The story so far
In Parts I and II of this series, it was presented that Central Banks, created by society and not by politicians, have the mandate to preserve the value of money which the public holds on trust. The Central Banks could do so by producing money by using a prudent formula. That formula requires them to produce the required quantity of money to facilitate the economy to conduct the growing volume of transactions with the expansion in trade and output.
If they produce more money than necessary, the excess money, in a small open economy like Sri Lanka, will cause the demand to exceed the supply. Since the supply in the short run is insensitive to the quantity of money, it leads to an increase in the prices causing a decline in the value of money. In addition, in an import-dependent open economy, a part of the increase in money will flow out of the country, generating balance of payments difficulties and eventually putting pressure on the exchange rate to depreciate.
It is the profligate budgetary policies pursued by Governments that compel Central Banks to produce more money than necessary. In view of this risk, Central Banks throughout the world have been given a degree of independence from the Government. In the case of Sri Lanka’s Central Bank, the Parliament which enacted the Monetary Law Act under which the Central Bank has been established has given independence to the Bank with respect to its policies, budget and key personnel.
However, to exercise this independence, it was pointed out that that those who run the Bank should be nurtured in an independent culture, facilitated by an independent institutional framework. Yet, the recent commentators on Central Banking have pointed out that Central Bankers could be classified under four categories.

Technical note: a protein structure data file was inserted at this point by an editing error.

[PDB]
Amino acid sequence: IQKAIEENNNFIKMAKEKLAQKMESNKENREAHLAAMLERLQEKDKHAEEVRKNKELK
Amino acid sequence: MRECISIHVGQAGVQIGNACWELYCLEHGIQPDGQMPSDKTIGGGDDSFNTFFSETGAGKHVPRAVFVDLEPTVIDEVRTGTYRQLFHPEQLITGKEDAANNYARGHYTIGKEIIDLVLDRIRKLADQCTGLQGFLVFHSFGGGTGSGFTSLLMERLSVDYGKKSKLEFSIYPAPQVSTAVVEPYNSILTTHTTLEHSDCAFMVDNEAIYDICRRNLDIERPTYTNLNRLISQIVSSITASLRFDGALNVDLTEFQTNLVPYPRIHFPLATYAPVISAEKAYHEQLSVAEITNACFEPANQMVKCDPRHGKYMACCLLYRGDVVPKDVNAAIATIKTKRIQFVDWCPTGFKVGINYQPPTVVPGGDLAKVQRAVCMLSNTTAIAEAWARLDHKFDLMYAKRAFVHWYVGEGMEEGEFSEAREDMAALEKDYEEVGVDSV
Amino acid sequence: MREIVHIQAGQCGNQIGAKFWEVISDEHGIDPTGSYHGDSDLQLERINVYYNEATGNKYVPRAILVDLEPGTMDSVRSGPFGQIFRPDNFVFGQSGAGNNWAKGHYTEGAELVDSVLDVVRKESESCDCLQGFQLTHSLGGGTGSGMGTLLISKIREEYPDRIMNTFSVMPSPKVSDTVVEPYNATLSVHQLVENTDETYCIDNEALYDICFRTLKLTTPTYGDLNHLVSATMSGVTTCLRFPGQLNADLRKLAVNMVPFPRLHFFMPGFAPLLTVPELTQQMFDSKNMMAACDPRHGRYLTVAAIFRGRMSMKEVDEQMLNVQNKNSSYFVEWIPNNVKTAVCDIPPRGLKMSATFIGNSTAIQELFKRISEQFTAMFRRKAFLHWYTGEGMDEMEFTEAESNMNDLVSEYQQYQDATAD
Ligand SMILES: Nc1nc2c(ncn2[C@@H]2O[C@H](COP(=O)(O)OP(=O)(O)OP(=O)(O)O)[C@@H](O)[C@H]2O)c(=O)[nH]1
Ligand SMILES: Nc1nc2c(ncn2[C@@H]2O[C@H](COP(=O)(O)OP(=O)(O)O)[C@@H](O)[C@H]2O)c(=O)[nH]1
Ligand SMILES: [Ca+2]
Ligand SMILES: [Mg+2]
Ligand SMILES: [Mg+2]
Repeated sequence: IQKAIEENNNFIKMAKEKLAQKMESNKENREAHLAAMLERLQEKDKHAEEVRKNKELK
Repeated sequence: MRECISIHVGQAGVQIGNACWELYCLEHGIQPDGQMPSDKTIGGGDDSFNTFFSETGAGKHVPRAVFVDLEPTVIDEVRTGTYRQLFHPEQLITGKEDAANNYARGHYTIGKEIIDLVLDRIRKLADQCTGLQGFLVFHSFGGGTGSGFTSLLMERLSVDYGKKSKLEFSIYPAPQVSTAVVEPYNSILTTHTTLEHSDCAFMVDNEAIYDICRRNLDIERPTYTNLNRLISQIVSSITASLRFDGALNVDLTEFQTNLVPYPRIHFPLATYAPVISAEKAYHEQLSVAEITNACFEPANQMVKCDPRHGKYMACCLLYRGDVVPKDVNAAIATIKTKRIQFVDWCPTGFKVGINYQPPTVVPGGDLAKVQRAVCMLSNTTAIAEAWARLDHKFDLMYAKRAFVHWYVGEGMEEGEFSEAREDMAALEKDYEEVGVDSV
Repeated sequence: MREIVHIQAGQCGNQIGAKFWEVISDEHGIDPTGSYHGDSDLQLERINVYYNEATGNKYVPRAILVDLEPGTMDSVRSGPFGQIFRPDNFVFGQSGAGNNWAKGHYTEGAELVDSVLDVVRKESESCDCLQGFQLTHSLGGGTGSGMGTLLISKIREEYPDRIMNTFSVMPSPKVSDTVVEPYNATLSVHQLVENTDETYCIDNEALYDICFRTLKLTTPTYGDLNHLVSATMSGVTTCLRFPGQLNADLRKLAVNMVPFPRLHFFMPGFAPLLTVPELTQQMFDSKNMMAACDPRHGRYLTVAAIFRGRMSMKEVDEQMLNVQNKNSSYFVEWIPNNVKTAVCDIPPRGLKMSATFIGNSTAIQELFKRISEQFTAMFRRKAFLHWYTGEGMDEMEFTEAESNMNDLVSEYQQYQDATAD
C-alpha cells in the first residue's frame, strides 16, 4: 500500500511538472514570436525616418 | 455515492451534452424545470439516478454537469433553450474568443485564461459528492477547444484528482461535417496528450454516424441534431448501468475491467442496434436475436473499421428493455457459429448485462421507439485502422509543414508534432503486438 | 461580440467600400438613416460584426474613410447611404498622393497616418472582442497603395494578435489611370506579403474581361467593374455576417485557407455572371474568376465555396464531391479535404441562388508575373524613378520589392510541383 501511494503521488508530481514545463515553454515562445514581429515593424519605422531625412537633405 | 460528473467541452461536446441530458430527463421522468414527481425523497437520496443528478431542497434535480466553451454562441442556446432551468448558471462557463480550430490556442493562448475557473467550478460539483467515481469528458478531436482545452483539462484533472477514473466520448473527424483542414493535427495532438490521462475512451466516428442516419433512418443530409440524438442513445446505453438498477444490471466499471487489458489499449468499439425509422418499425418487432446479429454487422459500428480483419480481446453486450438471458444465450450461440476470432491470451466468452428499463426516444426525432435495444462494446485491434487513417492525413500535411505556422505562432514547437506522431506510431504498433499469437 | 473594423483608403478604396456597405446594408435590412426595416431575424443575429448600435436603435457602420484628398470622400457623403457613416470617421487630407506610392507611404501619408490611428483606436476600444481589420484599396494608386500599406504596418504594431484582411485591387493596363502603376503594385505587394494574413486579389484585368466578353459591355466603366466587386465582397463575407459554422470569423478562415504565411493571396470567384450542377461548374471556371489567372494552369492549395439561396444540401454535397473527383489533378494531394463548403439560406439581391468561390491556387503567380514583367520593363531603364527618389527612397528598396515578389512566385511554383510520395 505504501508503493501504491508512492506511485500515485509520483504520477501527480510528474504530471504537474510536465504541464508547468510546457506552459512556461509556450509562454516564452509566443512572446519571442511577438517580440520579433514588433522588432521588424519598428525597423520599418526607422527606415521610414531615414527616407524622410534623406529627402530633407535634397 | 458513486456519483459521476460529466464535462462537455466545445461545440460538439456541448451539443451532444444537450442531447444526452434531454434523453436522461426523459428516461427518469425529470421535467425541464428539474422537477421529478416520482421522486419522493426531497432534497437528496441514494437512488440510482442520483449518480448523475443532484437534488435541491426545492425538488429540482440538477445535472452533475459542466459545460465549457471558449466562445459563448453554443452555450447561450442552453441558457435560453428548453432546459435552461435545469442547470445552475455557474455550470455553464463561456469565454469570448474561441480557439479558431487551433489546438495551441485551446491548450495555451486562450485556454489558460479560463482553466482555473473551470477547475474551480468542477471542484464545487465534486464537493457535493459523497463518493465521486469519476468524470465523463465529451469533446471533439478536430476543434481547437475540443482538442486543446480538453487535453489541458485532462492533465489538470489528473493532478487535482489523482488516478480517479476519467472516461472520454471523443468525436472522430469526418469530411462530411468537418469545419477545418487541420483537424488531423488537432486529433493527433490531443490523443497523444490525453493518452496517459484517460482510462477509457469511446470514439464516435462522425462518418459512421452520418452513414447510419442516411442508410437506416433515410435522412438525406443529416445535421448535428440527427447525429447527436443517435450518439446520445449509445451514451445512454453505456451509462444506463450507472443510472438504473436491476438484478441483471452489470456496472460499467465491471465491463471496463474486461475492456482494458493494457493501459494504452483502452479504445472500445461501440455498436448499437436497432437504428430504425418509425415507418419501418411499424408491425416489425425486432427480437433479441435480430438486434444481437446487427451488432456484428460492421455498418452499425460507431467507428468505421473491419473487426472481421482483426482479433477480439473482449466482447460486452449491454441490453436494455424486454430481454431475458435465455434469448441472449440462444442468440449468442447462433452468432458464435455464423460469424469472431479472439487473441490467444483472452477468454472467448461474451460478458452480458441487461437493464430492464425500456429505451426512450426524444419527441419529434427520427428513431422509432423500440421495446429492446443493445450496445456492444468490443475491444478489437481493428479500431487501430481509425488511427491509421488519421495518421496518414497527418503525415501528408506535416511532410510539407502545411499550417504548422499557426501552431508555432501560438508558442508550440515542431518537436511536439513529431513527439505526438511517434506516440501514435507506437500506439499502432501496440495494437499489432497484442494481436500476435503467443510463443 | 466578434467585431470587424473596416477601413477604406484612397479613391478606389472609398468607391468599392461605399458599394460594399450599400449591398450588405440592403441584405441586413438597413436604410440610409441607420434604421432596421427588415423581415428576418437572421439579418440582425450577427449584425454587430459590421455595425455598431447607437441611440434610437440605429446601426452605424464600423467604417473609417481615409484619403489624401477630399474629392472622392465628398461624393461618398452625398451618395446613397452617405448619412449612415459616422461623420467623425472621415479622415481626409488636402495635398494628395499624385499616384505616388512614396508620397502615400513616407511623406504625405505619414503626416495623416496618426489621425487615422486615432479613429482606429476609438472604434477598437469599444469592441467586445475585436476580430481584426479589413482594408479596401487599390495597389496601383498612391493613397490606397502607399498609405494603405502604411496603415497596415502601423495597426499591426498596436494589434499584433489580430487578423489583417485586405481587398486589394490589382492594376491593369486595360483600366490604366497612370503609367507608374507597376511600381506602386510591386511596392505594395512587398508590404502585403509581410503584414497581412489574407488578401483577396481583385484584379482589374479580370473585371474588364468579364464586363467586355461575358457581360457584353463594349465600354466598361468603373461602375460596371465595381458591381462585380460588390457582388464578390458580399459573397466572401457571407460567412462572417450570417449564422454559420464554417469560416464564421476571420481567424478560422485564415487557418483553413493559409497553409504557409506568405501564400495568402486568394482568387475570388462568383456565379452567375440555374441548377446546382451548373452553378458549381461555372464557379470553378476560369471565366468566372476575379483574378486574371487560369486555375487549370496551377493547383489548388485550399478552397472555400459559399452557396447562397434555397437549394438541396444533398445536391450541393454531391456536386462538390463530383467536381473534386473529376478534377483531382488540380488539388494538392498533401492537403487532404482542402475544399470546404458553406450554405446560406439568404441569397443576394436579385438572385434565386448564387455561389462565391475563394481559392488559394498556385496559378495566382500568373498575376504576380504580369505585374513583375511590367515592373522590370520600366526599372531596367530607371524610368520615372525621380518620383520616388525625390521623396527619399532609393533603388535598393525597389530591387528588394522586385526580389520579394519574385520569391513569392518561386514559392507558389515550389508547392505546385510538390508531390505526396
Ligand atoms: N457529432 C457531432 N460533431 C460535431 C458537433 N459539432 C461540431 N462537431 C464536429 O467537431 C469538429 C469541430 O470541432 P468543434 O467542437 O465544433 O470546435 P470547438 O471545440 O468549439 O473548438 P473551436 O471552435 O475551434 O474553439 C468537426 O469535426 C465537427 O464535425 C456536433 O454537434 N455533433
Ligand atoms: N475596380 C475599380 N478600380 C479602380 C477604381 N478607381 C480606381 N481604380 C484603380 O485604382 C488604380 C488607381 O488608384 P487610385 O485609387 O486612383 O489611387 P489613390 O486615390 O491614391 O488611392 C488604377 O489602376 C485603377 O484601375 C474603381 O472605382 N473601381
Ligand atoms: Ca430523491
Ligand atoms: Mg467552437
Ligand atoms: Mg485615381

First it is the hawks, who believe that the value of money should be protected by not producing money more than necessary. Hence, they seek to protect the independence of Central Banks by saying ‘no’ to governments’ demand for printing excessive money. The second category, called doves, is in the opposite. They believe that money should be printed to support economic growth, and therefore the Central Bank should follow an active money printing policy. The third, called swingers, will vacillate from one view to another, depending on the benefits they could harness by taking a particular stand, hawkish or dovish. The fourth category is ‘pigeons’ who would seek to protect the Central Bank while making peace with the governmental authorities.
Today, we will present the last part of the series.
Central Banks’ wider role: Government oversight needed
Historically, Central Banks have assumed a wider role in their respective economies than their main mandate of ensuring price stability. Thus, whenever a government had faced the problem of finding a suitable institution to handle a specific issue, the Central Bank had been the obvious government saviour. They have ranged from handling financial system stability to managing superannuation funds.
In the case of the Central Bank of Sri Lanka, two co-objectives and many other ancillary functions had been assigned to it from time to time. The co-objectives added to it in an amendment effected to Monetary Law Act in 2002 requires it to attain ‘economic and price stability’ and ‘financial system stability’. The scope of this latter function has been widened considerably after the global financial crisis of 2007-8. Accordingly, when the financial sector is in distress, the Central Bank as its regulator is required to work in close collaboration and consultation with the Government to preserve its stability. Today, a Central Bank like the Central Bank of Sri Lanka cannot just be content with addressing only macro-prudential issues relating to a financial system. It is required to pay equal attention to micro-prudential regulatory aspects as well.
In that game, in the first place, a Central Bank cannot allow banks which are ‘too big’ or ‘too important’ to fail in the market. In the second place, given the current socio-political situation in the country, it cannot allow even banks which are ‘too small’ to fail as well. Rescuing such a failed bank requires the infusion of both liquidity and capital.